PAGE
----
If you have received an unsatisfactory family court decision in Ontario, you may wonder if there is an appeals process you can follow.

In most cases, a person is entitled to appeal, but that does not guarantee that the decision will be reversed.

To be granted, an appeal requires that the original decision was made by error. It is important to remember that when a higher court looks at the same evidence provided in lower courts, they will usually agree with the lower court, and the decision will be upheld.

This means that the appeals court will not overturn the decision unless blatant wrong is found in the decision-making process – this is known as “palpable and overriding error.” There must be a reason for an appeal, and while you can’t appeal a decision just because you don’t like it, there are instances where wrongdoing might have unfairly swayed the process.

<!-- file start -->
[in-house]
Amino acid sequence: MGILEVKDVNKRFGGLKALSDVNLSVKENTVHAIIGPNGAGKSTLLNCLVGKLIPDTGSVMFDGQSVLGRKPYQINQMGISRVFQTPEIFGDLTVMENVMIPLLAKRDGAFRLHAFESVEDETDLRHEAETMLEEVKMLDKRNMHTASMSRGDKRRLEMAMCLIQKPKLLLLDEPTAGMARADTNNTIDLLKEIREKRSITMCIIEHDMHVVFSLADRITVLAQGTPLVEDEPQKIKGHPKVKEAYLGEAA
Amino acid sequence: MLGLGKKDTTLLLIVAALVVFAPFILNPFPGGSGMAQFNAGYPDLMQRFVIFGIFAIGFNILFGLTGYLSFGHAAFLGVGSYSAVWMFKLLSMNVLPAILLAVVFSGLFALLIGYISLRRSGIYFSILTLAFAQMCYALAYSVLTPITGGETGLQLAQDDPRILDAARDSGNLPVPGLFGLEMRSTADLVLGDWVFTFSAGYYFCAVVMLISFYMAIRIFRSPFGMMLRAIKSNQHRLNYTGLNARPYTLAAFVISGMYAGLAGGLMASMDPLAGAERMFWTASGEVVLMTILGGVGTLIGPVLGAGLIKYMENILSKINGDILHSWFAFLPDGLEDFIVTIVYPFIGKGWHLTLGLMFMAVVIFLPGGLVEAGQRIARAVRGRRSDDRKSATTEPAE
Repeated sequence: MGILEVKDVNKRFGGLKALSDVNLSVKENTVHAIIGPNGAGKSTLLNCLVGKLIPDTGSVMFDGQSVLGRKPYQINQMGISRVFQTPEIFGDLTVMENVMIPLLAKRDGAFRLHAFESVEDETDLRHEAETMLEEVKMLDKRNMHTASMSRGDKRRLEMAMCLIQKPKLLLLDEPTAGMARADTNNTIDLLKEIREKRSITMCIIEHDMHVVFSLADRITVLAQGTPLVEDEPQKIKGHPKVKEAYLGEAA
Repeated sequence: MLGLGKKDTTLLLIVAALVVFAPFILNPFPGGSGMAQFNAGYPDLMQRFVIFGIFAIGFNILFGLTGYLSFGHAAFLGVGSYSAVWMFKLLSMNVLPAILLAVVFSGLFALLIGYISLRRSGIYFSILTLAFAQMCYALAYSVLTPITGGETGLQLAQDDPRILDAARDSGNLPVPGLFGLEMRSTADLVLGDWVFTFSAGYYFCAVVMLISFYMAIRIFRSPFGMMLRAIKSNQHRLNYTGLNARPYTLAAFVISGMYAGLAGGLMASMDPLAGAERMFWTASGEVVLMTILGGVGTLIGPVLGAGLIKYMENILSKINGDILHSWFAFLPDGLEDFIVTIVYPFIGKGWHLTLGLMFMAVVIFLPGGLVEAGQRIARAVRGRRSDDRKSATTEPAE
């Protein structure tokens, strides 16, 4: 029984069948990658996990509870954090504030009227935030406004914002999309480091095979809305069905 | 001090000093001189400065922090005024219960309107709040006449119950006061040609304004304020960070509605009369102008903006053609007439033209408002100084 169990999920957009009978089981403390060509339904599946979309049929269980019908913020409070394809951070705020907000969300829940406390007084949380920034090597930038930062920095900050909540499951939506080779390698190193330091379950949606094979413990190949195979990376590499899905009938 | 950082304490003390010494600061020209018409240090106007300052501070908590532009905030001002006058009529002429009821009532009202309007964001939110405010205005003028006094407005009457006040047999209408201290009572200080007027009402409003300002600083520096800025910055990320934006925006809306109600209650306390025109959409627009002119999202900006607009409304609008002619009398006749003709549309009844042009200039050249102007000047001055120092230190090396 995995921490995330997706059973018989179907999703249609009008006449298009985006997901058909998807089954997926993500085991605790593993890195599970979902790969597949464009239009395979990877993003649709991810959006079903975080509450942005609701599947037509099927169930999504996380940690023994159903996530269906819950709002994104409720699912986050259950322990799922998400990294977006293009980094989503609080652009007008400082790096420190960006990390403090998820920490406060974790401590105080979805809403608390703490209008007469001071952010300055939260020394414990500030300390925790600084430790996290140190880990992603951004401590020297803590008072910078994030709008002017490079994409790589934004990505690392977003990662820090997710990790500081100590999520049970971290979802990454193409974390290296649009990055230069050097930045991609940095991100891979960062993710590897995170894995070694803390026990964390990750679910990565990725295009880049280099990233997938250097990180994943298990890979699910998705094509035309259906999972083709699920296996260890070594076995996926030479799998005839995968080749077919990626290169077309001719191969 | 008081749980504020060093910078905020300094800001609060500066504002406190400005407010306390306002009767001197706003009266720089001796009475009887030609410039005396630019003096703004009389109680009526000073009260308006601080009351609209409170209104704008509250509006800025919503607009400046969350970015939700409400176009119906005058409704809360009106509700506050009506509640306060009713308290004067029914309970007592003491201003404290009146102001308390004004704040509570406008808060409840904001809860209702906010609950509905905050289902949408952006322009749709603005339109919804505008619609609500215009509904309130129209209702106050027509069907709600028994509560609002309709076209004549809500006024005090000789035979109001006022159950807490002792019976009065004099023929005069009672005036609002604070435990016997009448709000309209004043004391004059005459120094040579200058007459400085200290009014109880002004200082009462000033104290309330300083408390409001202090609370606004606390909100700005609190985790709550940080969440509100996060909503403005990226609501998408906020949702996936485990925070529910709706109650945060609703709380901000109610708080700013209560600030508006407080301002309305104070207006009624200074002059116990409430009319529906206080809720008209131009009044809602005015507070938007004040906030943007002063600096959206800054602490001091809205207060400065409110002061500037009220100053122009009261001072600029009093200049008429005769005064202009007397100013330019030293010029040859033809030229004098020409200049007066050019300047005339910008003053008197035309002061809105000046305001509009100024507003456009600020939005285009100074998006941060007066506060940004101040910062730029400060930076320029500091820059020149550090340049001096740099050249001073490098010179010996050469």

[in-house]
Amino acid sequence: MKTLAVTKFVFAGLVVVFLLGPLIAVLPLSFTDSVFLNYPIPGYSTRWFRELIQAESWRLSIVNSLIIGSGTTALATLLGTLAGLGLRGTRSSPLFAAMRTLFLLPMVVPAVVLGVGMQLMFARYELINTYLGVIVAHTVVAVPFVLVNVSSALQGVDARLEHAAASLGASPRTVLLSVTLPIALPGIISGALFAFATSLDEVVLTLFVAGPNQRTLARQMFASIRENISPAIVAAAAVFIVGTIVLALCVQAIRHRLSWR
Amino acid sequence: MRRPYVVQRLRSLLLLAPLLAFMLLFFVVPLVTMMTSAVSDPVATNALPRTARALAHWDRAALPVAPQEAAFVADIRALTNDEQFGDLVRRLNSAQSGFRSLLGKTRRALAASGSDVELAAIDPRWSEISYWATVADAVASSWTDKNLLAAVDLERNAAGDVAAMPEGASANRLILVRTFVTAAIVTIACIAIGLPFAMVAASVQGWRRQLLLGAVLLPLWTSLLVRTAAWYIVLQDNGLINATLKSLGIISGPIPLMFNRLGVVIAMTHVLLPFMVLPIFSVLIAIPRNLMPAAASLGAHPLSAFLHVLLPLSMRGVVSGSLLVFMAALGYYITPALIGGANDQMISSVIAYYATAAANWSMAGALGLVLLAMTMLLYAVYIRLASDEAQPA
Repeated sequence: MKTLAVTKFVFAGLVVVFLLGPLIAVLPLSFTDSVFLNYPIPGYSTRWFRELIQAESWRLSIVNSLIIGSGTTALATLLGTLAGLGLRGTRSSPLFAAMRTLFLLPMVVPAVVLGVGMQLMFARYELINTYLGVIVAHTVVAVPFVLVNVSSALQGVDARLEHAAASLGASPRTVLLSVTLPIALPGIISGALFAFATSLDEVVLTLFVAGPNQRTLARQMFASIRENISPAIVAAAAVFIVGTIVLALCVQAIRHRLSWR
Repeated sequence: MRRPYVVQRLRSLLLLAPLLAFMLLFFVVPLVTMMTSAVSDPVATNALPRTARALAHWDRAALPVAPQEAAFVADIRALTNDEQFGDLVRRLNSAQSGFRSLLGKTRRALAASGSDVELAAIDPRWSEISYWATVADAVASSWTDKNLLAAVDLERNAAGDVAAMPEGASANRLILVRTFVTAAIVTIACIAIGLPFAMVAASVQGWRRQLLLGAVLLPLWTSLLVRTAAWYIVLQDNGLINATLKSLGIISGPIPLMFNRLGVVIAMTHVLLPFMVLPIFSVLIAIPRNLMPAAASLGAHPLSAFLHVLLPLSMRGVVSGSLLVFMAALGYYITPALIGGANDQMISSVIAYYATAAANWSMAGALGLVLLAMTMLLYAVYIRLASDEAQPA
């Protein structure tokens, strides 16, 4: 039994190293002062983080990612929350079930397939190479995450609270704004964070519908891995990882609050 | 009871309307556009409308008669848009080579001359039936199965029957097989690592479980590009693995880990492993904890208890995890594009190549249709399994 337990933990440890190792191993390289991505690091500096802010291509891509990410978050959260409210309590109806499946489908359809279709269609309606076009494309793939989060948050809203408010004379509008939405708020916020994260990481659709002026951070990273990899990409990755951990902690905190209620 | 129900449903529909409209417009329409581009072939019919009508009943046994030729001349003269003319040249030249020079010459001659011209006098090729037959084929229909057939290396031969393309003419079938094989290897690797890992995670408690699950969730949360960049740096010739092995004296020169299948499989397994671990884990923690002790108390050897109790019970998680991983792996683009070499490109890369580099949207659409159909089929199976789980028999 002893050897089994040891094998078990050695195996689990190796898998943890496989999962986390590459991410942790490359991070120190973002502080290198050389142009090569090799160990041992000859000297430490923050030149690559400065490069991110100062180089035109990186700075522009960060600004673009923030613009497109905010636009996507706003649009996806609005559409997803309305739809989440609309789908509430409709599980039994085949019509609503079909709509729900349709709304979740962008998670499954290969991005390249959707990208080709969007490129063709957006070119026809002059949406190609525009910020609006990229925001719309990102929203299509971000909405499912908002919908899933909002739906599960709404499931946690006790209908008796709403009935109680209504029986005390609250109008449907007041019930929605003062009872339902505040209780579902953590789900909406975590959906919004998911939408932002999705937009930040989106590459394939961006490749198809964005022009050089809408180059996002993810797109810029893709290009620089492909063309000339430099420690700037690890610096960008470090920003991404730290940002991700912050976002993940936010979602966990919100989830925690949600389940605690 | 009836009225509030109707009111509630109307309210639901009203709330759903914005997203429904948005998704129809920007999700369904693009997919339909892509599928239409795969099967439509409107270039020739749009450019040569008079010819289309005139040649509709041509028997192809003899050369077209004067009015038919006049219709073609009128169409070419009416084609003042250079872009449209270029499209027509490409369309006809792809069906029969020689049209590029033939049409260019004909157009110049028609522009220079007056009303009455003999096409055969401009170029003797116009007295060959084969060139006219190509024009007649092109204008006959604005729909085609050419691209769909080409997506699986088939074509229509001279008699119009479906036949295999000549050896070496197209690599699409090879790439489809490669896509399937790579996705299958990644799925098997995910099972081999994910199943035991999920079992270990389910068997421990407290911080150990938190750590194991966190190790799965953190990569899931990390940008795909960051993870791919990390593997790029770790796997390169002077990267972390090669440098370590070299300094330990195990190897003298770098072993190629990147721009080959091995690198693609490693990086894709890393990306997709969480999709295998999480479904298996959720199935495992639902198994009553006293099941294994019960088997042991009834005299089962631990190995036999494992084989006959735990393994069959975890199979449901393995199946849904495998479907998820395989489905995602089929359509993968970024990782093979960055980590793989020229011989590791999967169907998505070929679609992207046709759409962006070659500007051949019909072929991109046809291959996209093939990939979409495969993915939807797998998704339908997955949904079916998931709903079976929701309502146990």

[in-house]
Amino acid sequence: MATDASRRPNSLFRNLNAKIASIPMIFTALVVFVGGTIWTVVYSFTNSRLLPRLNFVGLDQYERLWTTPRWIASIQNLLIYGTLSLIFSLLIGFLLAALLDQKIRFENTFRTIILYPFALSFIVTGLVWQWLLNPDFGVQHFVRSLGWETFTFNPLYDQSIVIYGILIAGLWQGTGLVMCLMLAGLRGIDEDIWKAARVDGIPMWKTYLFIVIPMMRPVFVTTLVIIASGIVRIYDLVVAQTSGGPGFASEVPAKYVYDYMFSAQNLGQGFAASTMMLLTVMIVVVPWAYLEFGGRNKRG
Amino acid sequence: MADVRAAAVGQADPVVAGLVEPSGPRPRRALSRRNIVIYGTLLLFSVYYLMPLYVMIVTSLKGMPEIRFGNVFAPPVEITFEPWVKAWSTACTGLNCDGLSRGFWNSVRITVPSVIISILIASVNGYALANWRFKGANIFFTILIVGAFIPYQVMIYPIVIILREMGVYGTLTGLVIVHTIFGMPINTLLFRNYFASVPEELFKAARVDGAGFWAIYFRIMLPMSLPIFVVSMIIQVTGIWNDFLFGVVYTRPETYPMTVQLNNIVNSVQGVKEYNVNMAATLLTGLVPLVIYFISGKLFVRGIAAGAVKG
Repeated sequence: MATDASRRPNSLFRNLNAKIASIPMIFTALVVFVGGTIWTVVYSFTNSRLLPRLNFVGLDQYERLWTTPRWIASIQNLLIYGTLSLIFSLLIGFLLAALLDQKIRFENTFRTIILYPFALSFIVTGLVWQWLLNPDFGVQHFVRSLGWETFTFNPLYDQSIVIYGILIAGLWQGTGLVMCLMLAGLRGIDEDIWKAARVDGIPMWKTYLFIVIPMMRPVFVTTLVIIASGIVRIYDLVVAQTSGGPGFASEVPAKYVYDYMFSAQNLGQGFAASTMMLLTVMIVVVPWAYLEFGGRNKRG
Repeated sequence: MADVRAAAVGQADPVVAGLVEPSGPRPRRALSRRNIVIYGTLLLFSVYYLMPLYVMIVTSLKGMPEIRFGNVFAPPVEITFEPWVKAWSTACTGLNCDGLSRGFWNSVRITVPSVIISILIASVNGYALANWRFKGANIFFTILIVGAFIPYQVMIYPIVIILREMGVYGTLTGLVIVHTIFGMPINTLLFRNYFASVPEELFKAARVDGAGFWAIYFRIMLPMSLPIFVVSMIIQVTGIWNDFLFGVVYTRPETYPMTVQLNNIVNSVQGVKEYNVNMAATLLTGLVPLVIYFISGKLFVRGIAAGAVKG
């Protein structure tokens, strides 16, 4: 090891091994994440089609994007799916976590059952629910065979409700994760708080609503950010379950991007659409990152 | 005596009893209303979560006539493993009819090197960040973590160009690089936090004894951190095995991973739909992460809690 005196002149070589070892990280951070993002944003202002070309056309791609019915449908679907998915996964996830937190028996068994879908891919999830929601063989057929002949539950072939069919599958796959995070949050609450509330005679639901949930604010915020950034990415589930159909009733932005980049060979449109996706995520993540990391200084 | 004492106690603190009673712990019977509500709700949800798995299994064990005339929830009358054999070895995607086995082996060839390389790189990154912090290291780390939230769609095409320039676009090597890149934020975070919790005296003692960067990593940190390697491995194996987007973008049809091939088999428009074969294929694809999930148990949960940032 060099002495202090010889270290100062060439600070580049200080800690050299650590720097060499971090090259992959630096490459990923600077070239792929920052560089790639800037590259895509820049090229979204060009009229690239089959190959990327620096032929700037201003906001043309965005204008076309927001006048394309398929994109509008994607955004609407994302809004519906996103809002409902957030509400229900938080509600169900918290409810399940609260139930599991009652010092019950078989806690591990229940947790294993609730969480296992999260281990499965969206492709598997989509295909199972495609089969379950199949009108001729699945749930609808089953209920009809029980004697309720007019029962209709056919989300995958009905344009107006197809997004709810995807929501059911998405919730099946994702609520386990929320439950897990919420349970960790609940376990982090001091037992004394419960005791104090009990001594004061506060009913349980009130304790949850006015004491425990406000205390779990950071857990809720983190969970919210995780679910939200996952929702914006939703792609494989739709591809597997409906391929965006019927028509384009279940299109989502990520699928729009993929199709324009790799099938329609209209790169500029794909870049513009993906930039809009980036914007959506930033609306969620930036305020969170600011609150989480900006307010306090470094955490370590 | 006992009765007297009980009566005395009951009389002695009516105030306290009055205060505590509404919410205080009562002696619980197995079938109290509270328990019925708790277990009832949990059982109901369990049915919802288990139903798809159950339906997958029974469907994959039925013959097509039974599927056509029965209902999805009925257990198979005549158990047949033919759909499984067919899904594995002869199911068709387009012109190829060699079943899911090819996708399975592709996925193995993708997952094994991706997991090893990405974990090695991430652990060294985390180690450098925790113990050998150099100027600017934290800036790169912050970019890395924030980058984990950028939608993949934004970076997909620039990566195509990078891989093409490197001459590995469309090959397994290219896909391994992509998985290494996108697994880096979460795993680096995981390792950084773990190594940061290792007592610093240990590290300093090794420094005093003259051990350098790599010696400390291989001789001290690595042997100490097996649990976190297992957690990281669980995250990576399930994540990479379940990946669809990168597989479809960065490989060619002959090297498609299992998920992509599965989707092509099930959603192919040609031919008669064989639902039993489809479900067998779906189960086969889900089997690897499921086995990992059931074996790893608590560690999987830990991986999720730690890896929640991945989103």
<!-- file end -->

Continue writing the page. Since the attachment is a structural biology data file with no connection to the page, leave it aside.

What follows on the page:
If you are considering an appeal, or want to know how to appeal a family court order in Ontario, there are some things you need to know first.

Here’s a quick look at some of the things you need to know about appealing family court orders.

What is an Appeal?

A mallet in front of man on laptop

An appeal is a review of a court decision made by another appellate court, a trial court, or a tribunal. During the appeals process, the appellate court may affirm, alter, or set aside the original court decision.

Typically, when a judge or justice finishes a court case, they will make their decision and provide reasons for that decision. If you disagree with a family court order from an Ontario judge or justice, you may be able to file an appeal with the Court of Appeal. Occasionally, the Court of Appeal grants new trials or hearings for one or both parties in a case.